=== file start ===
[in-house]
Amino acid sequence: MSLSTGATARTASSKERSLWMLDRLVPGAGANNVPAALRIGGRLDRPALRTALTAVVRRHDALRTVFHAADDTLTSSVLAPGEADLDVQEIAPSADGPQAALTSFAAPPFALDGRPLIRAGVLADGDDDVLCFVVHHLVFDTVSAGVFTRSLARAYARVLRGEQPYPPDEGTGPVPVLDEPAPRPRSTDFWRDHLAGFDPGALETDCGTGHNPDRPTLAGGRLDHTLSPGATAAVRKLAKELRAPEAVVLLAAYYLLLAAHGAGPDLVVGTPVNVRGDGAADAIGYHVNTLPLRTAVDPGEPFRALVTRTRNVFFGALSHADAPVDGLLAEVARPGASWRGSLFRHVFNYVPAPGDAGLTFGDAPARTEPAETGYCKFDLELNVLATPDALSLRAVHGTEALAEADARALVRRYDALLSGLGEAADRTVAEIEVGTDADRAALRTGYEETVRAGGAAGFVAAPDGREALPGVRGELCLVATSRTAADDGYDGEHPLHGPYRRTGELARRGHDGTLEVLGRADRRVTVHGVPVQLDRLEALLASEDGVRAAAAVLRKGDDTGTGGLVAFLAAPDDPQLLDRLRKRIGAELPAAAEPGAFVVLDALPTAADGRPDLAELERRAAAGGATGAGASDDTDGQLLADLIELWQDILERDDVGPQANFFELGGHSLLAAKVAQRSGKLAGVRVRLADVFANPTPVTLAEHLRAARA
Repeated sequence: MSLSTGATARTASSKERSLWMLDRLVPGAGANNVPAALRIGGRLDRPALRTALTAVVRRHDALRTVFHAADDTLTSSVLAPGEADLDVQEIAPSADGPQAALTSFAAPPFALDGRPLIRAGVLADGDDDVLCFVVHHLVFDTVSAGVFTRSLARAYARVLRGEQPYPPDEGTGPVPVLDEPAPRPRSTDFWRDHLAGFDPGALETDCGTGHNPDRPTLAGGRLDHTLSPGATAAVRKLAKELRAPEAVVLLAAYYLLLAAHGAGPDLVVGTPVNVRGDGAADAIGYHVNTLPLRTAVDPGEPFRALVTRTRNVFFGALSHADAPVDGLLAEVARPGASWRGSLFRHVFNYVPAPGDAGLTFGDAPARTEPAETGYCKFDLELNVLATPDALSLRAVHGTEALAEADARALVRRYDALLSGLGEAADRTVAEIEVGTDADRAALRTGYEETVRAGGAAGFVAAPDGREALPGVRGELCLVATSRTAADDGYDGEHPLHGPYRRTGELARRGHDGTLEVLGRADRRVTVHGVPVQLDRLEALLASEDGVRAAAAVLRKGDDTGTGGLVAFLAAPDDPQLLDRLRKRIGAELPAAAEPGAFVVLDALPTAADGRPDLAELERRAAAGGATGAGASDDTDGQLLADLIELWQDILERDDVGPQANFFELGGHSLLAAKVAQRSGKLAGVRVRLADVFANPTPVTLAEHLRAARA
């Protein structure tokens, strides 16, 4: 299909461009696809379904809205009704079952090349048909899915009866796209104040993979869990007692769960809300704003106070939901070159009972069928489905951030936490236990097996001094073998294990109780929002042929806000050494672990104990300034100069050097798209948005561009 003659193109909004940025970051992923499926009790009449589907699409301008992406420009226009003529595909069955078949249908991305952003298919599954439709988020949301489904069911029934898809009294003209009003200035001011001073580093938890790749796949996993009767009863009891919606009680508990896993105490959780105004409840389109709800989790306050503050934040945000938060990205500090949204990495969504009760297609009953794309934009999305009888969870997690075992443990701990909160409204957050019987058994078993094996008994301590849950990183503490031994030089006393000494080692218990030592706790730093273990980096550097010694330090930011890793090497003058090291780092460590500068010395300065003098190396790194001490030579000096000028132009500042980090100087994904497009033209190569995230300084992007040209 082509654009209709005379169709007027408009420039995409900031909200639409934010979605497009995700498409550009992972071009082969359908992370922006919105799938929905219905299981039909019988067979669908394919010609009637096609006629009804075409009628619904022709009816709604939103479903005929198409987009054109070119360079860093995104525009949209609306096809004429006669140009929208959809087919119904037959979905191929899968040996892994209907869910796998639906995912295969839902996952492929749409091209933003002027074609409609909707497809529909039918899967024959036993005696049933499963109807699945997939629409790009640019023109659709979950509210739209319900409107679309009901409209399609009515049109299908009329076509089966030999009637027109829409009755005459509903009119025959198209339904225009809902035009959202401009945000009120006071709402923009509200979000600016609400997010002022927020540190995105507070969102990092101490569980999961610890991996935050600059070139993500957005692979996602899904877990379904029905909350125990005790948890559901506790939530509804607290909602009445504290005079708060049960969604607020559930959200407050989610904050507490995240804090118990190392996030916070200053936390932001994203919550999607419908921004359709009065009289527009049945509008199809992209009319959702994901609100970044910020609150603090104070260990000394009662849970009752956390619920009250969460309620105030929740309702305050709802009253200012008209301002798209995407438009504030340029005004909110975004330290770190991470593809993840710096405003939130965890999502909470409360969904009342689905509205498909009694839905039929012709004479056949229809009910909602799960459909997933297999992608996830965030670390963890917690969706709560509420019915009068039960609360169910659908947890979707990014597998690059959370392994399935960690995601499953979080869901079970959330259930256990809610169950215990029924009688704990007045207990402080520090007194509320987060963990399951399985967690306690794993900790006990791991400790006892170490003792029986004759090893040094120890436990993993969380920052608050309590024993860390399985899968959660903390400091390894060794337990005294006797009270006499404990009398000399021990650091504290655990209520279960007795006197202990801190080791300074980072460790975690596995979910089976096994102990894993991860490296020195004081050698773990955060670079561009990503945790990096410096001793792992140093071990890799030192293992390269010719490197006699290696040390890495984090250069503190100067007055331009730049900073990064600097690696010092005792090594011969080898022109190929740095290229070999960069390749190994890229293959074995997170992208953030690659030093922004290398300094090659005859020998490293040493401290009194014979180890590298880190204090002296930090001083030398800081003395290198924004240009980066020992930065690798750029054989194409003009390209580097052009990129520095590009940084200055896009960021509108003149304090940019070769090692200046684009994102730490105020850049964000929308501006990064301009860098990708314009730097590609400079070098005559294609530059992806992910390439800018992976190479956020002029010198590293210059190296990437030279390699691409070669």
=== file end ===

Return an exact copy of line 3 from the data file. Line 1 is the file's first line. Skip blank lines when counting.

Repeated sequence: MSLSTGATARTASSKERSLWMLDRLVPGAGANNVPAALRIGGRLDRPALRTALTAVVRRHDALRTVFHAADDTLTSSVLAPGEADLDVQEIAPSADGPQAALTSFAAPPFALDGRPLIRAGVLADGDDDVLCFVVHHLVFDTVSAGVFTRSLARAYARVLRGEQPYPPDEGTGPVPVLDEPAPRPRSTDFWRDHLAGFDPGALETDCGTGHNPDRPTLAGGRLDHTLSPGATAAVRKLAKELRAPEAVVLLAAYYLLLAAHGAGPDLVVGTPVNVRGDGAADAIGYHVNTLPLRTAVDPGEPFRALVTRTRNVFFGALSHADAPVDGLLAEVARPGASWRGSLFRHVFNYVPAPGDAGLTFGDAPARTEPAETGYCKFDLELNVLATPDALSLRAVHGTEALAEADARALVRRYDALLSGLGEAADRTVAEIEVGTDADRAALRTGYEETVRAGGAAGFVAAPDGREALPGVRGELCLVATSRTAADDGYDGEHPLHGPYRRTGELARRGHDGTLEVLGRADRRVTVHGVPVQLDRLEALLASEDGVRAAAAVLRKGDDTGTGGLVAFLAAPDDPQLLDRLRKRIGAELPAAAEPGAFVVLDALPTAADGRPDLAELERRAAAGGATGAGASDDTDGQLLADLIELWQDILERDDVGPQANFFELGGHSLLAAKVAQRSGKLAGVRVRLADVFANPTPVTLAEHLRAARA